Dawn #4 Image size 16 x 22 inches on 23 x 29-inch paper Mixed mediums (color pencils, one-color serigraph, pencil)
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  • Dawn #3

    Dawn #3 Image size 16 x 22 inches on 23 x 29-inch paper Mixed mediums (color pencils, one-color serigraph, pencil)
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  • Dawn #2

    Dawn #2 Image size 16 x 22 inches on 23 x 29-inch paper Mixed mediums (color pencils, one-color serigraph, pencil)
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  • Dawn #1

    Dawn #1 Image size 16 x 22 inches on 23 x 29-inch paper Mixed mediums (color pencils, one-color serigraph, pencil)
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  • Sleep #4

    Sleep #4 Image size 16 x 22 inches on 23 x 29-inch paper Mixed mediums (color pencils, one-color serigraph, cut paper, pencil, adhesive)
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    Sleep #3 Image size 16 x 22 inches on 23 x 29-inch paper Mixed mediums (color pencils, one-color serigraph, folded & cut paper, gouache, pencil, adhesive)
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Reviews

Published Criticism of the Artist's Work

Recently on display . . ., Joan Lesikin’s Bodyscape paintings catch the eye with their brilliant color, their stripes of yellow, pinks, orange and green . . . but these are no popsicles for immediate gratification. Once captured, the eye Lesikin paints for sees the landscape below the bright surface and questions arise. Because the artist is on a serious hunt for the ground we walk on. She drapes it in gorgeous colors, like the hills in fall . . . only in cloth not leaves.”n. . . n “But Lesikin is after even bigger game because the landscape also stands in for human’s favorite subject [the human form].”n . . . “She is an artist, that is, who means to provoke as well as please.”nn“Hinting At The Mysteries Beneath: Joan Lesikin of Cragsmoor Finds Her Oeuvre”nn-- by Chris Rowley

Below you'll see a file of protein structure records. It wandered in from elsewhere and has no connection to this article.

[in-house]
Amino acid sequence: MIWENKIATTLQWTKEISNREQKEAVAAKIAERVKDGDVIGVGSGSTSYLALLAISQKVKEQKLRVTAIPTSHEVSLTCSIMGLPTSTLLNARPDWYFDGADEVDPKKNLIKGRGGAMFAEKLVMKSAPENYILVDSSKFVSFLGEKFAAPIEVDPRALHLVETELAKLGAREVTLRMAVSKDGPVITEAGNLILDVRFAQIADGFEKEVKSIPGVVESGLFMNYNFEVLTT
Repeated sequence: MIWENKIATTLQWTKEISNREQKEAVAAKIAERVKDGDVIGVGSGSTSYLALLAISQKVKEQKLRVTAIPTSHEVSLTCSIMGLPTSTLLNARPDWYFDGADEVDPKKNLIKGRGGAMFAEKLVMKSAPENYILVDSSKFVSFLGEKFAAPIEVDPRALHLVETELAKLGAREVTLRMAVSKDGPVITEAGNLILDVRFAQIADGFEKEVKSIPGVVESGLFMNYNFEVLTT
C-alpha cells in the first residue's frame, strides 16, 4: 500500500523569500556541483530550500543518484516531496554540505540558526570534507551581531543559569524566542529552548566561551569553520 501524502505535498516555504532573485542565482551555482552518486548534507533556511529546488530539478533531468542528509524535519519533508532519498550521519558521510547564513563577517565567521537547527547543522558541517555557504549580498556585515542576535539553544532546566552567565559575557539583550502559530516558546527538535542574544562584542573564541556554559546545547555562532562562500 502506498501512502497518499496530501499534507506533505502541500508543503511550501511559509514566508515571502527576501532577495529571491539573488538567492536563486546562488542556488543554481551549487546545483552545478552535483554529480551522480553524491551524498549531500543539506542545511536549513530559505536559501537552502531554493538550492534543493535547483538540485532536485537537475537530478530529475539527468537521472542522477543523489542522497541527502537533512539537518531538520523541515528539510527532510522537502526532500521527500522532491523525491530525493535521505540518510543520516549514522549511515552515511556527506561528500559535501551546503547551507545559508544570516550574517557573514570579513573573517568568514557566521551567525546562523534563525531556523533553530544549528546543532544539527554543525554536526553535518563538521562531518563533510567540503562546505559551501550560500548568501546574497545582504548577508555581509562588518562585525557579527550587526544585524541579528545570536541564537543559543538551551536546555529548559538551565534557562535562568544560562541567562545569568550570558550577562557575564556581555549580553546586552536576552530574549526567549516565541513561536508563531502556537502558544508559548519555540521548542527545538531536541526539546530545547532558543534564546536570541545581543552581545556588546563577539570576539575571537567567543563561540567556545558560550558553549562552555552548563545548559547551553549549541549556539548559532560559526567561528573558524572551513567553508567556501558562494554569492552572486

Shawangunk Journal, (2013, May 9) p. 10

Joan Lesikin's paintings . . . , Bodyscapes, seem solidly representational at first glance. They depict colorful swaths of cloth in mounded shapes fronting cloud-filled or subtly neutral backgrounds. They are reminiscent of the mountains we make of our legs under bedclothes, a mix of fantasy and real life beauties.nnAnd yet the color spectrum she works with, as well as her methodology and breaking up of her images into diptychs and triptychs of oddly matches canvases reveals a deeper, conceptual underpinning to all Lesikin does. It raises the bar on her work and, in some newer pieces involving gold-paint backgrounds, seems headed towards a whole world of combined surface beauty and self-conscious commentary on Art with a capital A that is not only exciting, but also possibly profitable...given the nature of the contemporary art world.” nnDisrupting the commomplace” [sic] by Paul Smart

Woodstock Times (2009, June 25) p. 26

. . . This exhibition of oil paintings and works on paper reflects the artist’s sensual, textured and beautifully considered subject matter. Influenced by the works of the artists Duchamp, Magritte and Man Ray, she combines figurative and landscape forms while focusing on color relationships. Lesikin has mastered many media, and has developed a visceral, tactile and emotional—yet intellectual—imagery. Landscapes in oil at Douglas Gallery

Wallkill Valley Times (2005, March 30) p. 12